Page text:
Sunday, May 31, 2015

Typical...Ouch...Rejection as seen by Jamie Hill

According to Wikipedia (so it must be true) : The word "rejection" was first used in 1415. The original meaning was "to throw" or "to throw back". Makes sense to me.

Every author has a tale about that first rejection. I've told my story numerous outrageous, 120K manuscript and 27 rejection letters...I barely knew what I was doing back then. That book didn't get published until I knocked it down to a tight 60K.

Instead of rehashing that tale, today I'm going to talk about reviews. Obviously the word rejection shouldn't go hand in hand with the word 'reviews', but occasionally, ouch. In my defense, I've received many more good and decent reviews than negative ones. But those first few bad and so-so comments stuck with me.

There was the man (I'm picturing a middle-aged, paunchy man) who didn't care for my first romantic suspense novel and said it read like a romance novel intended for women. Huh? Excuse me? He was obviously not my target audience.

Some reviewers haven't liked my sex scenes, thought the supposedly sexy dialogue was cheesy, and didn't think I'd rounded out my characters enough. These are all points other people/reviewers have loved about my writing, which goes to show taste is subjective. An early reviewer rated my story in an anthology very low, suggesting it smacked of incest because my ghost was acting promiscuous in front of her ghost father.

Oops. My ghost bad. Okay, that one's not available anymore.

A while back I opened my email to another review. I'll share the last line with you.

It is short, which made it easier to get through and fans of the author’s writing may enjoy this story, as it’s typical of the writing and plot of her offerings.

Typical. Ouch.

One of my critics said, "That's just not the type of book I like to read." (I hate to break it to you, Mom, but that's the kind of book I like to write.)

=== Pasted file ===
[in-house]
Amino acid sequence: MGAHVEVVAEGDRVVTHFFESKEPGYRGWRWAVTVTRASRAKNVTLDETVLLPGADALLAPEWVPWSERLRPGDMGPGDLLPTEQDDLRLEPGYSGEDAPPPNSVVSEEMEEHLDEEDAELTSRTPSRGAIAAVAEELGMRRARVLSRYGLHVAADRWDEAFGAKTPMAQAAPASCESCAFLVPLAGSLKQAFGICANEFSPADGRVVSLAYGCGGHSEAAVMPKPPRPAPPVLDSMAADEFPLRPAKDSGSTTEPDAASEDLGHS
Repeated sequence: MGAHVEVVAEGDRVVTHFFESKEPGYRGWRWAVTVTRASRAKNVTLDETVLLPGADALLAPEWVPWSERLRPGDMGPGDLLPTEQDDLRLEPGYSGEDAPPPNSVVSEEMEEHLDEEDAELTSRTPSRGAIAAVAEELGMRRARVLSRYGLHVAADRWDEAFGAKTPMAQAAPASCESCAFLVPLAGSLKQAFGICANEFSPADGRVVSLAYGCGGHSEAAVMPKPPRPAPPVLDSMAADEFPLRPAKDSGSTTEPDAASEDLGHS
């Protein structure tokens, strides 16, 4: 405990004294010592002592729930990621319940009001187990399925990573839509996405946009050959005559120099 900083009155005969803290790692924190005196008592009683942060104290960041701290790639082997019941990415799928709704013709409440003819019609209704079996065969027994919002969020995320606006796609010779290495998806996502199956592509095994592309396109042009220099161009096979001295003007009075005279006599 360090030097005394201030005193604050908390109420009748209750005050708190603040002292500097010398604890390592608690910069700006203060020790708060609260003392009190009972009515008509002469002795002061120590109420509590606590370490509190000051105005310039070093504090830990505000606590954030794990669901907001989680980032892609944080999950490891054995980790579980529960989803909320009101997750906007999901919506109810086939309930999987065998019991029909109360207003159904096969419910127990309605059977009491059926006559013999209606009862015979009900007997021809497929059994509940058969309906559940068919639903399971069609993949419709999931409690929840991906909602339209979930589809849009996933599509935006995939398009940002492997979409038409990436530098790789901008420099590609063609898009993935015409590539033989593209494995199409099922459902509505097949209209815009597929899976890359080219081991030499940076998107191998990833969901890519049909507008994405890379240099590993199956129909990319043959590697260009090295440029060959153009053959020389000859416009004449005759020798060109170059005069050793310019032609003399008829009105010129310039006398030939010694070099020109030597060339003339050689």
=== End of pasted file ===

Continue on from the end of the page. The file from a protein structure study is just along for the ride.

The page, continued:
Fortunately, there are people (and reviewers) who like my work and seem to get what I'm trying to do.

Some of my favorites include:

The talented Jamie Hill creates a story of romance and suspense that is both sensual and realistic. 

A short story that will have readers seeing the light that is Jamie Hill.
Jamie Hill is at the top of her game with her new release and I look forward to reading more from her in the future!  

Bottom line for me...rejection sucks. It stings, but I try not to sweat the small stuff and take joy where I can find it. The 'light that is Jamie Hill' line brings a smile to my face every time.

Find all my titles here: or at my publisher's website, Books We Love: and if you've enjoyed something I've written, please leave a review on Amazon.

Go ahead, make my day. 


Sydell Voeller said...

Jamie, needless to say, I can more than relate. I've often reminded myself that if I let a negative review get to me too much, that could definitely undermine my self-confidence and sabotage my WIP. Looking back on the days of traditional publishing, I think I was better able to handle a rejection letter from an editor than (more currently) a nasty review.

Ginger Jones Simpson said...

What a great post. Love it.

Val Pearson said...

Jamie, I LOVE your work. Your writing style is amazing and yes, writing is subjective but I've seen reviewers be VERY rude. There is no reason to shred a writers work to bits just because it's not their cup of tea.

Ginger Jones Simpson said...

I thought more about your post and realized that rejection is like walking your child on a sunny day when someone comes up and peeks into the carriage and tells you how ugly your baby is. :(

Ginger Jones Simpson said...

wouldn't it be wonderful if all reviewers were like Val Pearson?

Jamie Hill said...

Hey, thanks for commenting Sydell, Ginger and Val! Reviews have certainly changed over the years, now some 'reviewers' on Amazon even give away the plot of a book, which is bad. I appreciate all your comments and yes, I wish Val had time to review all books because she's the best!

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